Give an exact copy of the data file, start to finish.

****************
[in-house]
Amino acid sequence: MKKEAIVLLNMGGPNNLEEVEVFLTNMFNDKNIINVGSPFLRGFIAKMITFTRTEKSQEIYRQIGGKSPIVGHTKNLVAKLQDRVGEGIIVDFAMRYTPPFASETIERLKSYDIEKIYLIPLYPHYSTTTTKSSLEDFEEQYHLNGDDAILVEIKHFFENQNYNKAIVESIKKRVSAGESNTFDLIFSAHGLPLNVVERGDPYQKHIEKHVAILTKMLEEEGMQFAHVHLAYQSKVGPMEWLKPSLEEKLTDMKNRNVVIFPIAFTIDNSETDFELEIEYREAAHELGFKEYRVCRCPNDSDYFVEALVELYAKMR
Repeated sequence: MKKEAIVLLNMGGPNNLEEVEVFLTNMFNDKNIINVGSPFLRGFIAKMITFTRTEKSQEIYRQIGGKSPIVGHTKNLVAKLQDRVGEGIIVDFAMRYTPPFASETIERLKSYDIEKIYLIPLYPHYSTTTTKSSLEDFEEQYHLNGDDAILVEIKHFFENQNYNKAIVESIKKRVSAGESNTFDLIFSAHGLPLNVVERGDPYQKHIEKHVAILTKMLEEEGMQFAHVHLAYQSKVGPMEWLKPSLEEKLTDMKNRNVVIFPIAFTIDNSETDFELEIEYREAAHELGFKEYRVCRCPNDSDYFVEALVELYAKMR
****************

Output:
[in-house]
Amino acid sequence: MKKEAIVLLNMGGPNNLEEVEVFLTNMFNDKNIINVGSPFLRGFIAKMITFTRTEKSQEIYRQIGGKSPIVGHTKNLVAKLQDRVGEGIIVDFAMRYTPPFASETIERLKSYDIEKIYLIPLYPHYSTTTTKSSLEDFEEQYHLNGDDAILVEIKHFFENQNYNKAIVESIKKRVSAGESNTFDLIFSAHGLPLNVVERGDPYQKHIEKHVAILTKMLEEEGMQFAHVHLAYQSKVGPMEWLKPSLEEKLTDMKNRNVVIFPIAFTIDNSETDFELEIEYREAAHELGFKEYRVCRCPNDSDYFVEALVELYAKMR
Repeated sequence: MKKEAIVLLNMGGPNNLEEVEVFLTNMFNDKNIINVGSPFLRGFIAKMITFTRTEKSQEIYRQIGGKSPIVGHTKNLVAKLQDRVGEGIIVDFAMRYTPPFASETIERLKSYDIEKIYLIPLYPHYSTTTTKSSLEDFEEQYHLNGDDAILVEIKHFFENQNYNKAIVESIKKRVSAGESNTFDLIFSAHGLPLNVVERGDPYQKHIEKHVAILTKMLEEEGMQFAHVHLAYQSKVGPMEWLKPSLEEKLTDMKNRNVVIFPIAFTIDNSETDFELEIEYREAAHELGFKEYRVCRCPNDSDYFVEALVELYAKMR